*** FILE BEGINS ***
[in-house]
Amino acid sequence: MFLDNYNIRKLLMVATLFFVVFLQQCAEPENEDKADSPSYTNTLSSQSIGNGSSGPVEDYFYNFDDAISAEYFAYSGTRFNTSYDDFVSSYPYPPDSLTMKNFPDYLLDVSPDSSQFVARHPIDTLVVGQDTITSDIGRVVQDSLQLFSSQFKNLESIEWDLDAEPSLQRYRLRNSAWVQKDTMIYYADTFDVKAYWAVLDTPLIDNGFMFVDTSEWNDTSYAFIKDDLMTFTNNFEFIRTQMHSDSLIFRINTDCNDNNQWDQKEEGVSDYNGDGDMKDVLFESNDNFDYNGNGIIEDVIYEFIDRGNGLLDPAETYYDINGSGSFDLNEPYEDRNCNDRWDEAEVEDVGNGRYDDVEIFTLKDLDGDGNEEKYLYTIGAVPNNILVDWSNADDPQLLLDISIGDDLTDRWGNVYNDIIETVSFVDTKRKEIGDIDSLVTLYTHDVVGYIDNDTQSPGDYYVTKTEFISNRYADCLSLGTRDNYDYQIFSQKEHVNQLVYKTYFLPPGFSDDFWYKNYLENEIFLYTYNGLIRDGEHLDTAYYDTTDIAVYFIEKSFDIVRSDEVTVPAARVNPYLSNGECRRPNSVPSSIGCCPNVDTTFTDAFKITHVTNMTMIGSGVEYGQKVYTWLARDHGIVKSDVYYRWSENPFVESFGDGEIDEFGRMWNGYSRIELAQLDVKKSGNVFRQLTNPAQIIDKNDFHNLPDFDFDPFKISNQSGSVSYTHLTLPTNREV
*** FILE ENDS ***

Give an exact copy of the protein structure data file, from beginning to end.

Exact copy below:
[in-house]
Amino acid sequence: MFLDNYNIRKLLMVATLFFVVFLQQCAEPENEDKADSPSYTNTLSSQSIGNGSSGPVEDYFYNFDDAISAEYFAYSGTRFNTSYDDFVSSYPYPPDSLTMKNFPDYLLDVSPDSSQFVARHPIDTLVVGQDTITSDIGRVVQDSLQLFSSQFKNLESIEWDLDAEPSLQRYRLRNSAWVQKDTMIYYADTFDVKAYWAVLDTPLIDNGFMFVDTSEWNDTSYAFIKDDLMTFTNNFEFIRTQMHSDSLIFRINTDCNDNNQWDQKEEGVSDYNGDGDMKDVLFESNDNFDYNGNGIIEDVIYEFIDRGNGLLDPAETYYDINGSGSFDLNEPYEDRNCNDRWDEAEVEDVGNGRYDDVEIFTLKDLDGDGNEEKYLYTIGAVPNNILVDWSNADDPQLLLDISIGDDLTDRWGNVYNDIIETVSFVDTKRKEIGDIDSLVTLYTHDVVGYIDNDTQSPGDYYVTKTEFISNRYADCLSLGTRDNYDYQIFSQKEHVNQLVYKTYFLPPGFSDDFWYKNYLENEIFLYTYNGLIRDGEHLDTAYYDTTDIAVYFIEKSFDIVRSDEVTVPAARVNPYLSNGECRRPNSVPSSIGCCPNVDTTFTDAFKITHVTNMTMIGSGVEYGQKVYTWLARDHGIVKSDVYYRWSENPFVESFGDGEIDEFGRMWNGYSRIELAQLDVKKSGNVFRQLTNPAQIIDKNDFHNLPDFDFDPFKISNQSGSVSYTHLTLPTNREV